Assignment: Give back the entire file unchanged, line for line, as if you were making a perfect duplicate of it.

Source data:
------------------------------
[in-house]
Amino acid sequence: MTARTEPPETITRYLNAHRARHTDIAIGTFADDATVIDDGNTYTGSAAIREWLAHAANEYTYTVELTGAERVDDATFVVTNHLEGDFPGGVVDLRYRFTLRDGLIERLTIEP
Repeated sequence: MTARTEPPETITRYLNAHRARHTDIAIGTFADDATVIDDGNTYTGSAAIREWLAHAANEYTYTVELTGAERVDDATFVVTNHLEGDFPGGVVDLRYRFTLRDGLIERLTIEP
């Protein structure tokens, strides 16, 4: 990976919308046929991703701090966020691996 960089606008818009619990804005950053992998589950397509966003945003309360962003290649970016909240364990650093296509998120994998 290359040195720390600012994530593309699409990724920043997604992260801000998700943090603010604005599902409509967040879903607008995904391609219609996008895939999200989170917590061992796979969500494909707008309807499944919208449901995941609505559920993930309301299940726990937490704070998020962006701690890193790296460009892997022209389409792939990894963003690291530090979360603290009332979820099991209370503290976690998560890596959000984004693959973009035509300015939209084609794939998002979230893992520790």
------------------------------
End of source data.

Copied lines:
[in-house]
Amino acid sequence: MTARTEPPETITRYLNAHRARHTDIAIGTFADDATVIDDGNTYTGSAAIREWLAHAANEYTYTVELTGAERVDDATFVVTNHLEGDFPGGVVDLRYRFTLRDGLIERLTIEP
Repeated sequence: MTARTEPPETITRYLNAHRARHTDIAIGTFADDATVIDDGNTYTGSAAIREWLAHAANEYTYTVELTGAERVDDATFVVTNHLEGDFPGGVVDLRYRFTLRDGLIERLTIEP
């Protein structure tokens, strides 16, 4: 990976919308046929991703701090966020691996 960089606008818009619990804005950053992998589950397509966003945003309360962003290649970016909240364990650093296509998120994998 290359040195720390600012994530593309699409990724920043997604992260801000998700943090603010604005599902409509967040879903607008995904391609219609996008895939999200989170917590061992796979969500494909707008309807499944919208449901995941609505559920993930309301299940726990937490704070998020962006701690890193790296460009892997022209389409792939990894963003690291530090979360603290009332979820099991209370503290976690998560890596959000984004693959973009035509300015939209084609794939998002979230893992520790």